A glimpse into the role of an OS surveyor

From the Isle of Arran to Cornwall, our field surveyors are working hard throughout Great Britain come rain or shine. As we did back in August, we want to share a glimpse into how our 200+ surveyors feed in to the 20,000 changes we make to our database every single day. Alongside our surveyors, we have two aircraft and an Unmanned Aerial Vehicle (UAV) team working to keep our database up to date. 

We asked a handful of surveyors about their latest jobs, and they didn’t disappoint. We have everything from Strawberry Field in Liverpool to a new state-of-the-art events venue in Aberdeen.

From Cambridge…

Tim Glasswell surveyed Europe’s first eco-friendly mosque in Cambridge. With a near-zero carbon footprint, this purpose-built mosque is the epitome of sustainability.

First eco-friendly mosque.

Eco-friendly mosque

…to Liverpool

Liverpool-based field surveyor Christopher Robinson found himself on the site of Strawberry Field. Previously the site of a Salvation Army children’s home and made famous by The Beatles hit Strawberry Fields Forever, in September of this year it opened to the public for the first time. Dodging some tourists, Christopher surveyed the new café, meditation rooms and community space – he even found a benchmark!

Surveyor at site of Strawberry Field.

Strawberry Field

From indoor arenas…

Bill Cranna and Gareth McColl were in Aberdeen to add the new events venue P&J Live to our mapping. As a 48,000 m2 event space with a 15,000-capacity indoor area, this is the largest new entertainment and conference complex in Europe. This was a complex job as all the buildings are angled, as opposed to having vertical corners.

P&J Live complex.

P&J Live

At the same time as welcoming Gareth into the role, we’ll soon be saying goodbye to Bill as he close to his retirement. Having been with us for 44 years, we really appreciate all you’ve done for OS and wish you best.

…to scaling mountains

Meanwhile in North Wales and with very different weather, Keith Theobald has been mentoring new recruit Hannah Hunt. 600 metres up on Cader Idris in some very windy weather, Hannah has been working on a Land Registry case.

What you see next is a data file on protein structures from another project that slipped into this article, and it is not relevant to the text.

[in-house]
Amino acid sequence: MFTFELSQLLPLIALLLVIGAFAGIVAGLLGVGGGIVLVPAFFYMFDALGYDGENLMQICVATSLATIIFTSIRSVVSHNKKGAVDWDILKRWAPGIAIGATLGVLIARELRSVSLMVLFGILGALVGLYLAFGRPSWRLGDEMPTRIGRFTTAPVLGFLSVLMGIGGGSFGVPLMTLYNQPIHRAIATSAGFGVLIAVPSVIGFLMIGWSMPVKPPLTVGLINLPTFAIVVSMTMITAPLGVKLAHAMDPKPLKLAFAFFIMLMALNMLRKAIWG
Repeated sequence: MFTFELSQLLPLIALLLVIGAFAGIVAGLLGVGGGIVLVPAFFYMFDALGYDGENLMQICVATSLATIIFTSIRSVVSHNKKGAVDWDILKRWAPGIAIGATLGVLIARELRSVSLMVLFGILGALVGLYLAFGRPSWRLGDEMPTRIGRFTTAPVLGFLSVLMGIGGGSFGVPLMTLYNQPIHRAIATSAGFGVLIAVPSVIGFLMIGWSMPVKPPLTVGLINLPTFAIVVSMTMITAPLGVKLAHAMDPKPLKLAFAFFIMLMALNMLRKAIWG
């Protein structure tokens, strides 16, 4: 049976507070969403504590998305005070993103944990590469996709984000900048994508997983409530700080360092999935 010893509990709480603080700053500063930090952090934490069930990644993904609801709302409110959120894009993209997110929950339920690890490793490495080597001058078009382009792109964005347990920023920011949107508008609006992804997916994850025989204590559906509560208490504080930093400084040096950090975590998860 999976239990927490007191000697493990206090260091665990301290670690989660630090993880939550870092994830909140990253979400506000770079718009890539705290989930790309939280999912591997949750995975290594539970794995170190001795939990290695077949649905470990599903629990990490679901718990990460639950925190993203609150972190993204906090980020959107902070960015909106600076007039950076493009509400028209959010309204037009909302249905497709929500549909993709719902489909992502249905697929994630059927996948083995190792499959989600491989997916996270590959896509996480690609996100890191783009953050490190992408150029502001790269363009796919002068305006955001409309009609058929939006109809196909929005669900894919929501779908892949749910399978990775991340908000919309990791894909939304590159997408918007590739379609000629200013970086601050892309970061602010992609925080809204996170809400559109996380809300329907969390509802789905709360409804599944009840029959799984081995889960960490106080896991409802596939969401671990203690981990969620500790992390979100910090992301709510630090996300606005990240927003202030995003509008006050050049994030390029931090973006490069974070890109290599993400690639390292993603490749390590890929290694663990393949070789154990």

Surveyor on Cader Idris.

Surveying on Cader Idris

From tennis…

If you’re a fan of Wimbledon, you may have noticed the subtle differences to No. 1 Court. After three years of construction, OS surveyor Jeremy Thompson was there this summer to map the new retractable roof and additional improvements.

Wimbledon No. 1 Court being surveyed

Surveying No. 1 Court

…to cycling

Determined to get his job done, surveyor Stuart Dunbar didn’t let a technical issue with the ferry on the Isle of Arran stop him. Fully supporting our GetOutside message, Stuart got out and about on his bike. He saw a lot of wildlife and both a red squirrel and a sea otter crossed his path!

Surveyor Stuart on his bike.

Stuart decided to GetOutside after ferry issues!

His destination was the Lagg Distillery. This was an FRA (Field Revisors Attention) as the contractors could only pick up the roof line of the new distillery. There was a bit to survey below the roof and around the site including a new commercial orchard.

From crossing bridges…

If you are in search of King Arthur, it just got a lot easier to find him. In October, surveyor Peter Hammond made sure the new bridge at Tintagel Castle was on the map. Whilst it may not look like much on the map, dealing with the obscured data required a wizard surveyor.

Mapping image of new Tintagel bridge.

New Tintagel bridge.

…to wading lochs

Also in October Registers of Scotland sent in a request to survey part of the south bank of Linlithgow Loch in West Lothian. As well as the amount of tree cover making it a job for two people, Guy Rodger required fellow surveyor Bob Nisbet to adhere to Health & Safety. And the edge of the loch had changed up to 16 metres in places!

Surveying in Linlithgow Loch.

Getting the feet wet isn’t an everyday occurrence

New surveyor Megan has been working on something slightly different to the norm. She has been collecting the control on Air Points links across operations. This means the ground surveyor is providing a service to Remote Sensing and the control for fixing the imagery that our Flying Unit will collect. The yellow painted box is something that can clearly be identified from the sky.

Surveyor collecting the control on Air Points.


Our surveyors use OS Net and Global Navigation Satellite System (GNSS) technology every day to instantly position new map detail to within a few centimetres (find out more). 

Find out more about surveying from our South Region Manager Dave Tucker.

Learn about our Flying Unit surveying.

You may also like

#mydataday with surveyor Tom Watts
How we use 3D height data at OS
Meet the team: Mark Cuthbert
The variety of being an OS surveyor

2 Responses

  1. Richard Smith

    “Keith Theobald has been mentoring new recruit Hannah Hunt. 600 metres up on Cader Idris in some very windy weather” – the technology may have changed but the conditions are the same as my father experienced when a OS surveyor in North Wales in the early 70’s. The difference being the modern kit is more compact and lightweight. They are not having to carry a theodolite up the side of a mountain!

    It would be interesting to see a comparison.

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